When Wally Grant was named interim coach for the 2011 Costa Mesa High football season, he introduced his players to three rules.
There is the time-honored Golden Rule. Then, there is majority rule (if the majority of the program is expected to do something, everyone else must comply in a timely fashion). The third rule is: everyone must protect the team.
The result of the first three rules, mostly the majority rule that centers around commitment to practice and weight training, soon led to a dwindling roster … and the formation of a fourth rule.
"No one gets hurt," Grant said of the latest dictum, which is necessitated by an available talent pool that might include as few as a couple dozen uniformed bodies on game nights.
"Pretty soon, kids understood I expected a whole different level of commitment to the program," said Grant, who has pared his initial turnout from 60 players to, at last count, 36, including the varsity and junior varsity rosters. "It was a slow attrition that began in November with all the lifting that we did. We're going to suit up the kids who come every week and do what they're supposed to do."
The limited numbers further simplify Grant's desire to play many players on offense and defense.
Here's a position-by-position look at the Mustangs:
Quarterback: Senior Nathan Alvis returns after throwing for 1,567 yards and 12 touchdowns and rushing for 508 yards and 11 TDs in a spread offense that saw him almost exclusively in the shotgun. The left-handed slinger will move under center in Grant's smashmouth run-oriented scheme, that will most often feature a pro-set.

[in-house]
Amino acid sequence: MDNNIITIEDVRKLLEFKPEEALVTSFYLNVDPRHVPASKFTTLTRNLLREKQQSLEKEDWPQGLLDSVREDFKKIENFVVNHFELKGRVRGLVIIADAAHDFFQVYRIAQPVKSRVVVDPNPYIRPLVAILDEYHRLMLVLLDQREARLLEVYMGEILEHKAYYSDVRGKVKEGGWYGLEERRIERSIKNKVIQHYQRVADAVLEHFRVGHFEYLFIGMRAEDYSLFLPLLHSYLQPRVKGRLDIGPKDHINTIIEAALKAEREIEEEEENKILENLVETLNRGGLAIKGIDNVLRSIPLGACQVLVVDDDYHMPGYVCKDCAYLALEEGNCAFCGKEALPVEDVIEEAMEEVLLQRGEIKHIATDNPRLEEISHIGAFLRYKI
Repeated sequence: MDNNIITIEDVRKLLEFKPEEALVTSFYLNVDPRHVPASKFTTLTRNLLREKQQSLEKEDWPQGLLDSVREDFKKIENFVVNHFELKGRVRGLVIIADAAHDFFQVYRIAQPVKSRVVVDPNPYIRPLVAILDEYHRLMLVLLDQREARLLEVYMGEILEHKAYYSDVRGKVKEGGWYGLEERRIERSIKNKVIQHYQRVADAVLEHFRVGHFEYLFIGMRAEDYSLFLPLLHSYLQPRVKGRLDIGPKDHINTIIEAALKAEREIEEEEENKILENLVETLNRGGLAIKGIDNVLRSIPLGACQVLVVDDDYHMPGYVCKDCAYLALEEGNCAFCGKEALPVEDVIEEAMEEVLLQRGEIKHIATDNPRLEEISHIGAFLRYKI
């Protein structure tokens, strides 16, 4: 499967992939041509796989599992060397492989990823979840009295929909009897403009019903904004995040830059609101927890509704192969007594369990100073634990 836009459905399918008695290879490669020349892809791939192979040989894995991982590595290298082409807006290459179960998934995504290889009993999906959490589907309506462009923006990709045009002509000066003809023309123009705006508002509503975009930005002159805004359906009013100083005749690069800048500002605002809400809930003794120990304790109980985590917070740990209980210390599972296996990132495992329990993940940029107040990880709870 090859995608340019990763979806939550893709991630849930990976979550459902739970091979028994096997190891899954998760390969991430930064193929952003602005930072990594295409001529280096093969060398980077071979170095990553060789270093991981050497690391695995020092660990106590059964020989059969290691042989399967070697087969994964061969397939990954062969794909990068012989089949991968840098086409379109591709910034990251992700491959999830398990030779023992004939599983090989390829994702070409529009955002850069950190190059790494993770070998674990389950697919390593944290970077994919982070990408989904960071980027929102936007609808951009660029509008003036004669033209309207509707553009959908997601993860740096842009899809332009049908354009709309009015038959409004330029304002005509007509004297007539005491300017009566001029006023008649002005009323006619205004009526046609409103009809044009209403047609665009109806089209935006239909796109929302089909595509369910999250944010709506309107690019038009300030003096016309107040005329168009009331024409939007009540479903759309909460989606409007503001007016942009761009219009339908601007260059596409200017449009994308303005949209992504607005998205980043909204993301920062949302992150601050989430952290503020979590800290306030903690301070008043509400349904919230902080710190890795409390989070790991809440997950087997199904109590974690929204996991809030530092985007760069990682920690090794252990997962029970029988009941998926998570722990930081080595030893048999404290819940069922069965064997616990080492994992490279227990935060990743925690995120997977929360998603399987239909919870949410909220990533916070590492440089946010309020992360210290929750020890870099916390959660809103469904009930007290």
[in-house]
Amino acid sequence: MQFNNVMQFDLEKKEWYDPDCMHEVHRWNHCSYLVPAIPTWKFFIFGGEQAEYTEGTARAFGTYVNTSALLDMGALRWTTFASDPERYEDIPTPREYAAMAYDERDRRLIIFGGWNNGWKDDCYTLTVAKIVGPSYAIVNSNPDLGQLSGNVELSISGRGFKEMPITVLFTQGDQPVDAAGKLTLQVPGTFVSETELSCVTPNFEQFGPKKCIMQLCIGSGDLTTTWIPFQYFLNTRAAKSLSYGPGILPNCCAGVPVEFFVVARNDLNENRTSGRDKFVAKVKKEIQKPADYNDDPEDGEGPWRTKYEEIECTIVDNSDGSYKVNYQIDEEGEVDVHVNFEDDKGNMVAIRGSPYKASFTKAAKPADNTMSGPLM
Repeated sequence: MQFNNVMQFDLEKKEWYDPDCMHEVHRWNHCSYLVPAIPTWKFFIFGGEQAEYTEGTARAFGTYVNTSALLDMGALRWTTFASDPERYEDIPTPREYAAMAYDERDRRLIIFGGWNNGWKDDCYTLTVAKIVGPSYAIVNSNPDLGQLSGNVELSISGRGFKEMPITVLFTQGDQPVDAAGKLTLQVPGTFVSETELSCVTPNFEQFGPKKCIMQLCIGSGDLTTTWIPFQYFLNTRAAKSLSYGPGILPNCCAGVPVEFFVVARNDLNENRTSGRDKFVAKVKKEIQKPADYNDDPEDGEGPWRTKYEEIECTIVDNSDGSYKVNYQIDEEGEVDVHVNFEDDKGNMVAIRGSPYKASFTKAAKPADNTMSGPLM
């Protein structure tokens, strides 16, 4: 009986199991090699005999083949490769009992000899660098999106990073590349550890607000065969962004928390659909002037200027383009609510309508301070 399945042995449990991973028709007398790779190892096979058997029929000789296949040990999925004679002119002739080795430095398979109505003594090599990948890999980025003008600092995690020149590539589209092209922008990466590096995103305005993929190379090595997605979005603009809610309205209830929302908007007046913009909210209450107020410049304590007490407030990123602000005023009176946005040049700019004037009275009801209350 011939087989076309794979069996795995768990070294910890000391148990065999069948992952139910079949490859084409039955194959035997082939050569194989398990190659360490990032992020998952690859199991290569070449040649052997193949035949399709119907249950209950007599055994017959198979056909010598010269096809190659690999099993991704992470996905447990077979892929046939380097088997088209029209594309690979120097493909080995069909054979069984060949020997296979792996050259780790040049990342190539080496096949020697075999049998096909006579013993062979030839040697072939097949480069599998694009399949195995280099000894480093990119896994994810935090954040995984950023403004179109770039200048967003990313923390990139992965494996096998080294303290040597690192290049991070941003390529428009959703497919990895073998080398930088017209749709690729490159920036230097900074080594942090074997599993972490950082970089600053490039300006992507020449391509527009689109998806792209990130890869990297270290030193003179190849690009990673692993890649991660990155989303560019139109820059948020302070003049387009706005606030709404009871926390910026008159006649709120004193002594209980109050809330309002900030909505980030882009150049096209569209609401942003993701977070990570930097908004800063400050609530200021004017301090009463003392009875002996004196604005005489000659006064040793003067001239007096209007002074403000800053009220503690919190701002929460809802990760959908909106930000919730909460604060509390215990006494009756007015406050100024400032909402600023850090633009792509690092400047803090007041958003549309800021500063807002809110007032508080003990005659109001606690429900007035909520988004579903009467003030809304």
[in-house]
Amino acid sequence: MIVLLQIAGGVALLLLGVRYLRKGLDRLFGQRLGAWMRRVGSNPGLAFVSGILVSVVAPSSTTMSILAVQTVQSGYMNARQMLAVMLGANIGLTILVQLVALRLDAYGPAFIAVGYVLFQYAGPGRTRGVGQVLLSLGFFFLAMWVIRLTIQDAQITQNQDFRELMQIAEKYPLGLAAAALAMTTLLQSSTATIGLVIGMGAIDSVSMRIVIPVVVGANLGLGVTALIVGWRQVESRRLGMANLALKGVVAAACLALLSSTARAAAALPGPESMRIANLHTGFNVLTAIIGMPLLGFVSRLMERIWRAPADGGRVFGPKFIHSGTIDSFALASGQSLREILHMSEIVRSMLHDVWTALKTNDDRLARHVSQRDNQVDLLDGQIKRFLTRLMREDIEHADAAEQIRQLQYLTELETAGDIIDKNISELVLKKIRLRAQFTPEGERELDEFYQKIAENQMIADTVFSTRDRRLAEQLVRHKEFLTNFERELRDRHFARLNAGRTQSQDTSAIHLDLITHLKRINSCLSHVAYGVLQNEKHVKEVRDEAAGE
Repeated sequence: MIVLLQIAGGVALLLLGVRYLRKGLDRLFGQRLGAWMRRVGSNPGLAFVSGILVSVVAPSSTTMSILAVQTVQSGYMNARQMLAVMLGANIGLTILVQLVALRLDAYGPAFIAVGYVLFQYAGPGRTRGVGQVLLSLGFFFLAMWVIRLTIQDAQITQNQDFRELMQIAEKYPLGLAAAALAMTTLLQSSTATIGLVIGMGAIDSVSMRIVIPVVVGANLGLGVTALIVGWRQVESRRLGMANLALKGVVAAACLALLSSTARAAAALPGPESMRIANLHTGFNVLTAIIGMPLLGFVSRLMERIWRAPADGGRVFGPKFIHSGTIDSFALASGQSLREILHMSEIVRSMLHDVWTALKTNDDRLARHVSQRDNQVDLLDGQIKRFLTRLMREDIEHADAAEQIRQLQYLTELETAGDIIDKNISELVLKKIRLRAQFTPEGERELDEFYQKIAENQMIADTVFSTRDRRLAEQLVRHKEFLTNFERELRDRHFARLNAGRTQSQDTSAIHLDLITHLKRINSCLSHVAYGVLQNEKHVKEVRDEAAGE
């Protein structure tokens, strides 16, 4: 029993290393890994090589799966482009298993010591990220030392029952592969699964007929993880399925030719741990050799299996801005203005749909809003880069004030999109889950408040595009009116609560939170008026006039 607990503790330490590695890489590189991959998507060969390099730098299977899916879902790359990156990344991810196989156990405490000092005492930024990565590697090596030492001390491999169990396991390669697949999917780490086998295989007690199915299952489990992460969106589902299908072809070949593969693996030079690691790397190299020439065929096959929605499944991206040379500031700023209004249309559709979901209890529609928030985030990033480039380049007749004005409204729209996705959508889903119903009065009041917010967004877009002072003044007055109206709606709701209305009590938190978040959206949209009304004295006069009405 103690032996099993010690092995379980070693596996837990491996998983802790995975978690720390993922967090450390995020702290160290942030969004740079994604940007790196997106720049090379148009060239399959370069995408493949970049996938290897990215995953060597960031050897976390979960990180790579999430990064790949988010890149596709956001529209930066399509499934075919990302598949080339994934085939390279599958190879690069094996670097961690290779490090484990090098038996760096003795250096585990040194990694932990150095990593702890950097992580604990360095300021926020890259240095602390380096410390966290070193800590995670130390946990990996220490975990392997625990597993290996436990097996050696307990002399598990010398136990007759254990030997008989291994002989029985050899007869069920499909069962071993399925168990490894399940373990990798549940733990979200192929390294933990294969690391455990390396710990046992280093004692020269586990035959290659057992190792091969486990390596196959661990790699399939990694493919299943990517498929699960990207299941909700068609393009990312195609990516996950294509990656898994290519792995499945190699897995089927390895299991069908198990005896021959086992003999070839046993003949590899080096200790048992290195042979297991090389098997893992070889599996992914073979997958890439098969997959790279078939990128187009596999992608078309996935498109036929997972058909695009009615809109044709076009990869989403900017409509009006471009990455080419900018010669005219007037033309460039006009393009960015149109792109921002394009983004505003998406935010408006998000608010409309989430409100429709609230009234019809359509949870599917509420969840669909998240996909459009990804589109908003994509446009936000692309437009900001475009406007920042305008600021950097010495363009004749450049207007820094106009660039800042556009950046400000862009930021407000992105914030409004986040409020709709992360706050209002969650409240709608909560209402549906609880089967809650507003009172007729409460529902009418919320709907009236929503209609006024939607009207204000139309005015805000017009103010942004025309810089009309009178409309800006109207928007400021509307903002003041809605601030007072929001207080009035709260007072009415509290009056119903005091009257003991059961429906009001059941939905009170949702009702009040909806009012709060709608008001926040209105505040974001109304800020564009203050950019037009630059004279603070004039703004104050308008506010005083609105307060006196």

But Grant said Alvis' throwing ability will dictate a more pass-friendly game plan than the double-wing attack Grant learned under former Costa Mesa and current Tustin High Coach Myron Miller.
"He's embraced [the change]," Grant said. "It wasn't what he wanted, but he has seen what we do and that we were highly successful in summer passing league by running our stuff. He has a Division-I arm. And though he is only 6-foot tall, it's my job to make sure he has some film we can show that makes him attractive to college coaches."
Junior Curt Williams is the backup.
Running backs: Senior Mario Smith, a transfer from Silverado High in Victorville, figures to be the featured ballcarrier. He has run the 40-yard dash in 4.42 seconds and Grant has been impressed by his potential as a game-breaker.
Smith (5-foot-11, 185 pounds) bolted 80 yards for a touchdown in Friday's scrimmage against Corona del Mar and he collected 130 yards on 12 carries against the Sea Kings.
Justin Smith, a junior and Mario's younger brother, is another tailback with potential, while sophomore Oronde Crenshaw (6-1, 200), the son of DeWayne Crenshaw, an All-CIF standout for Mesa in the early 1990s, is another threat in the backfield.
Grant, who plans to call the plays, though he assigns both offensive and defensive coordinator titles as "by committee," also mentioned junior Jose Villaponda and senior Ulices Martinez as those adding backfield depth.
Receivers: Jordan Walden was the leading receiver a year ago and, along with fellow senior Trace Curet, they provide reliable, experienced returning starters at the wideout spots.
"They are legitimate kids who can catch," said Grant, who listed junior Noah JeyaRajah as another with an "incredible set of hands."
Tight end: Senior Charles Mankin (6-4, 280) has worked hard to come back from knee surgery that sidelined him last season. His presence will be felt as a blocker and a pass-catcher, Grant said.
Senior Jake Comer, a returning starter on defense, and junior Anthony McCormick will also see action, as the Mustangs will sometimes utilize two tight ends.
Offensive line: Gargantuan left-tackle Andrew Albers graduated after sharing Orange Coast League Lineman of the Year honors last season. But junior Jake Martin (6-1, 200), who shifts from right to left tackle, is a returning starter, as are guards Christian Contreras (6-2, 265), a senior, and junior Oscar Reyes (5-9, 210).